Odd Carcosa - Fungoid Gardens of the Bone-Sorcerer

Last sunday on Discord, we played some Carcosa using Into the Odd's rules.
I really wanted to use the adventure in the LotFP edition, which, as it turns out, makes Carcosa a complete "old-school" sourcebook, in my eyes: it has a huge hex map, a smaller packed hex map for one specific hex, and within that hex there is a settlement that can serve as a home base, and a dungeon that hints at deeper levels, begging to be expanded upon.
That dungeon is the Fungoid Gardens of the Bone-Sorcerer.

Who's Who?
Our three heroes survivors are all Blue Men from the same primitive tribe, sent on a quest to retreive precious artifacts that will aid the tribe, or die trying, this is how you earn adulthood in my Carcosa.

• Pastaman played The Grinding Stone of Seasons, or Morkoth - A Lore-Keeper
• Foursticks played Lousy Hyena, a Bone-Crafter
• Lu played Lazuli, a Dino-Rider (sans Dino, sadly)

What Happened?
As an introduction, I explained how the trio had met a bone-men dressed in rich vestments and a plate armor on the road, accompanied by armed men. The party was offered some sort of job opportunity, drinks, and drugs. It turned out to be a trap: the drinks were spiked, the drugs were more potent than expected...something bad happened and they lost consciousness. Then we started the game proper:

• Waking up in a damp cave, with no gear and only their raggedy clothes, the players investigate a hole in the ceiling with light coming from it. Lousy Hyena nearly breaks his ankle trying to climb on his own before Morkoth offers to build a human pyramid, with the light-weight Lazuli on top. The hole leads outside but is too narrow, they'll have to find another way out.

• A giant slug slowly creeps towards the party - Lousy Hyena quickly crafts two make shift bone daggers with some human remains on the floor, Morkoth grabs a big rock, but after some quick thinking the party decides to avoid the slow monster entirely, and it leaves them be, seemingly friendly.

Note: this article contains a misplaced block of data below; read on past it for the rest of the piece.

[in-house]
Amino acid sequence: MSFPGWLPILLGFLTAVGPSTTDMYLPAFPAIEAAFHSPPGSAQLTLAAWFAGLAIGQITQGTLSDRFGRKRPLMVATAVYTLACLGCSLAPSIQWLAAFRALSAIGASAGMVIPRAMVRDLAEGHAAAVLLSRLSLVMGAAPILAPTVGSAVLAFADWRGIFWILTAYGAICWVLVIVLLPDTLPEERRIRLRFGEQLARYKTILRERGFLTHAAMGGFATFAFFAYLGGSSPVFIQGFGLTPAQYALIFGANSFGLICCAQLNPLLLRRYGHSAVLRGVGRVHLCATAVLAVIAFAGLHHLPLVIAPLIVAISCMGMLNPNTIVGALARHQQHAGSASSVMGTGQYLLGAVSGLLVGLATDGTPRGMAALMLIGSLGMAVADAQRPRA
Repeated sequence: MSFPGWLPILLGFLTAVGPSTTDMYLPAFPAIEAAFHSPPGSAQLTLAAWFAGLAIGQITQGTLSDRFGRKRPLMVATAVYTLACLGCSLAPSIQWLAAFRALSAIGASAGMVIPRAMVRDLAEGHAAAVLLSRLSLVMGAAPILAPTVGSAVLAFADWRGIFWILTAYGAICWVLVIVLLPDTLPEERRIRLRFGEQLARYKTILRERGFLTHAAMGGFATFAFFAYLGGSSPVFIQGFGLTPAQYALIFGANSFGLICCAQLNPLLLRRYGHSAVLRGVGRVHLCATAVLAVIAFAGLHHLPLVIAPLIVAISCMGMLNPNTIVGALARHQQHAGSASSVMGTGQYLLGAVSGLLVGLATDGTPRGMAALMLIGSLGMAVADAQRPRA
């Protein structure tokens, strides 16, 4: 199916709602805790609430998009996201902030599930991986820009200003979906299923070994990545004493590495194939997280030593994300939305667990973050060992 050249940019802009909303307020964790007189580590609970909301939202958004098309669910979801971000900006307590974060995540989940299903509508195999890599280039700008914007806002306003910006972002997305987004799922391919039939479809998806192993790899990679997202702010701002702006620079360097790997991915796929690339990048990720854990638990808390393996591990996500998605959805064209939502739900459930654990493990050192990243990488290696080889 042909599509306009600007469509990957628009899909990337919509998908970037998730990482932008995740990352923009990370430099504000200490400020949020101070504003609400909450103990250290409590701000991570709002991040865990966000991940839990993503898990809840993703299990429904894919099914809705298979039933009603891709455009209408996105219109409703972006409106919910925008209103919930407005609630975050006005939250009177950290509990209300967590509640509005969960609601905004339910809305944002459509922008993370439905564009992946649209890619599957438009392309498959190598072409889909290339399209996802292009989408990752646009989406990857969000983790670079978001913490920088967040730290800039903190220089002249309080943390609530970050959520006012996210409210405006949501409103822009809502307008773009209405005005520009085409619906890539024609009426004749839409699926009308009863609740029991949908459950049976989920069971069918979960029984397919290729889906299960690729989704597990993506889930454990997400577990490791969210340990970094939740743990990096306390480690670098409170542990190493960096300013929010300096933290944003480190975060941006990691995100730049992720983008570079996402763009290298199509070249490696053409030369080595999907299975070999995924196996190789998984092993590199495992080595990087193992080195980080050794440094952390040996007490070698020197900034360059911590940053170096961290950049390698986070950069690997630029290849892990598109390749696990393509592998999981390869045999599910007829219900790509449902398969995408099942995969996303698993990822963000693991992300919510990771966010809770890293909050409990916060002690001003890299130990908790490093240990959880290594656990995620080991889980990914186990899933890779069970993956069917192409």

• Exploring the caves, they reach a large area littered on bones - they get on all fours then crawl while staying close to a wall to avoid getting lost in the dark.

• Later, Lousy Hyena notices some ulfire mold growing in a corner of the cave, and decides to grab some, using his loincloth as protection for his hands. He soon realizes the spores and substance are corrosive, and has to throw away his pants. Bats are also noticed in the area, and promptly ignored.

• They then find a small cache with barrels of wine and crates of dried food. Further ahead is a pair of armed and armored ulfire men (chainmails and steel swords!) - neither have noticed the party, so the PCs prepare an ambush, with Lousy Hyena screaming as bait. It works!

• The fights goes well. There's a lot of stabbing, lots of clever manoeuvering (saves!) and nasty hits descriptions. Nobody that matters gets really hurt (only HP loss), one of the men is left to die from the many stabbings he suffered while the other is interrogated (DO NOT SLAY! I WILL INFORM), bound and stuffed in a barrel. The blue men learn that there are two exits: one through the lair of the amphibious ones, and one known only by the bone-sorcerer. They decide they want to pay a visit to that bone dude and maybe pay him back for drugging them with the bad kind of drugs.